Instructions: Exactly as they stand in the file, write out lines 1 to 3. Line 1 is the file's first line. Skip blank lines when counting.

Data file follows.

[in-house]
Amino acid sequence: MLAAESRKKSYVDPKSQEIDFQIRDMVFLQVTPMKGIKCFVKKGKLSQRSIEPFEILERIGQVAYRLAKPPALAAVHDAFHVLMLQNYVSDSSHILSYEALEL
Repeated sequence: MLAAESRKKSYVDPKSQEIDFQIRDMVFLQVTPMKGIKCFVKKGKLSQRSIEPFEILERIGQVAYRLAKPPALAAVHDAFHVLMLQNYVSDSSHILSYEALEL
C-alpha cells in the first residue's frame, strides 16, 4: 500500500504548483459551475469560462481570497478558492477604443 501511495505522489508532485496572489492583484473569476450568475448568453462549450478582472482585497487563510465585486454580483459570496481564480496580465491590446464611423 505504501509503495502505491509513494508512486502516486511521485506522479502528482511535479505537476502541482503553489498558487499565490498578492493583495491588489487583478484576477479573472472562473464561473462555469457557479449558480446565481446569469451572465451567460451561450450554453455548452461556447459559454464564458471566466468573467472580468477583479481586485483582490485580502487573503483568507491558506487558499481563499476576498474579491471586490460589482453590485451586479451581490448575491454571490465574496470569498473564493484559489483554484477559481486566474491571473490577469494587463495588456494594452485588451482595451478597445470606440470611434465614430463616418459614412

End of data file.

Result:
[in-house]
Amino acid sequence: MLAAESRKKSYVDPKSQEIDFQIRDMVFLQVTPMKGIKCFVKKGKLSQRSIEPFEILERIGQVAYRLAKPPALAAVHDAFHVLMLQNYVSDSSHILSYEALEL
Repeated sequence: MLAAESRKKSYVDPKSQEIDFQIRDMVFLQVTPMKGIKCFVKKGKLSQRSIEPFEILERIGQVAYRLAKPPALAAVHDAFHVLMLQNYVSDSSHILSYEALEL